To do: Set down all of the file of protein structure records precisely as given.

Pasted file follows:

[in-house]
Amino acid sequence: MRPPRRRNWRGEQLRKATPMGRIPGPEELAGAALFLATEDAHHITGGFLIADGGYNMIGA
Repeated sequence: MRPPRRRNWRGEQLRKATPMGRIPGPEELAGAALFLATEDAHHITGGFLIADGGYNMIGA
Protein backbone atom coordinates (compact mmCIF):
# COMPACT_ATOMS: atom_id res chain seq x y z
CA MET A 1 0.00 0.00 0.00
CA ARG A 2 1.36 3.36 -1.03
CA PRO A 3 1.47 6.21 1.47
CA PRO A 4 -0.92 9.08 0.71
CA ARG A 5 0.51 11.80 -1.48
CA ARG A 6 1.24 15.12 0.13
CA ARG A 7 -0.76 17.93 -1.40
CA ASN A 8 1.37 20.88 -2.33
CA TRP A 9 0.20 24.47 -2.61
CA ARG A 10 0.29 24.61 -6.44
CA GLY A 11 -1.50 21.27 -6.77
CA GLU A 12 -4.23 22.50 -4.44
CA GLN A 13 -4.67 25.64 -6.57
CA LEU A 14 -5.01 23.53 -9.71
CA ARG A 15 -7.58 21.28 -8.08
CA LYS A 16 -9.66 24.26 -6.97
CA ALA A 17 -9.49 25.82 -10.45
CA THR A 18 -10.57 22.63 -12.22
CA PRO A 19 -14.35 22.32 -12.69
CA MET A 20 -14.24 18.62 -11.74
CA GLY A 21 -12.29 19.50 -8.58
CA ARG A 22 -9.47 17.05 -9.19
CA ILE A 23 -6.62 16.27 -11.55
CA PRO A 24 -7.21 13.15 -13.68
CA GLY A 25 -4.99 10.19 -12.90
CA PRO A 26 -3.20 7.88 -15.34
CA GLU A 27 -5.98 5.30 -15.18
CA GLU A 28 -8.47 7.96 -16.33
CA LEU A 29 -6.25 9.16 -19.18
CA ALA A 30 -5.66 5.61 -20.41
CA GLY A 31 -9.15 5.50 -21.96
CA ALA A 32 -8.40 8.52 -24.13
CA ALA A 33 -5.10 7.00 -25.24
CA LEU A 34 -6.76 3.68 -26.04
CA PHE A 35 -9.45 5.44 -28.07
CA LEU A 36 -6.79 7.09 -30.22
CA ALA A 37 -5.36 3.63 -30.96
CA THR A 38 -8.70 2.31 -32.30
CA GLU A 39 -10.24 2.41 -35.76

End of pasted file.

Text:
[in-house]
Amino acid sequence: MRPPRRRNWRGEQLRKATPMGRIPGPEELAGAALFLATEDAHHITGGFLIADGGYNMIGA
Repeated sequence: MRPPRRRNWRGEQLRKATPMGRIPGPEELAGAALFLATEDAHHITGGFLIADGGYNMIGA
Protein backbone atom coordinates (compact mmCIF):
# COMPACT_ATOMS: atom_id res chain seq x y z
CA MET A 1 0.00 0.00 0.00
CA ARG A 2 1.36 3.36 -1.03
CA PRO A 3 1.47 6.21 1.47
CA PRO A 4 -0.92 9.08 0.71
CA ARG A 5 0.51 11.80 -1.48
CA ARG A 6 1.24 15.12 0.13
CA ARG A 7 -0.76 17.93 -1.40
CA ASN A 8 1.37 20.88 -2.33
CA TRP A 9 0.20 24.47 -2.61
CA ARG A 10 0.29 24.61 -6.44
CA GLY A 11 -1.50 21.27 -6.77
CA GLU A 12 -4.23 22.50 -4.44
CA GLN A 13 -4.67 25.64 -6.57
CA LEU A 14 -5.01 23.53 -9.71
CA ARG A 15 -7.58 21.28 -8.08
CA LYS A 16 -9.66 24.26 -6.97
CA ALA A 17 -9.49 25.82 -10.45
CA THR A 18 -10.57 22.63 -12.22
CA PRO A 19 -14.35 22.32 -12.69
CA MET A 20 -14.24 18.62 -11.74
CA GLY A 21 -12.29 19.50 -8.58
CA ARG A 22 -9.47 17.05 -9.19
CA ILE A 23 -6.62 16.27 -11.55
CA PRO A 24 -7.21 13.15 -13.68
CA GLY A 25 -4.99 10.19 -12.90
CA PRO A 26 -3.20 7.88 -15.34
CA GLU A 27 -5.98 5.30 -15.18
CA GLU A 28 -8.47 7.96 -16.33
CA LEU A 29 -6.25 9.16 -19.18
CA ALA A 30 -5.66 5.61 -20.41
CA GLY A 31 -9.15 5.50 -21.96
CA ALA A 32 -8.40 8.52 -24.13
CA ALA A 33 -5.10 7.00 -25.24
CA LEU A 34 -6.76 3.68 -26.04
CA PHE A 35 -9.45 5.44 -28.07
CA LEU A 36 -6.79 7.09 -30.22
CA ALA A 37 -5.36 3.63 -30.96
CA THR A 38 -8.70 2.31 -32.30
CA GLU A 39 -10.24 2.41 -35.76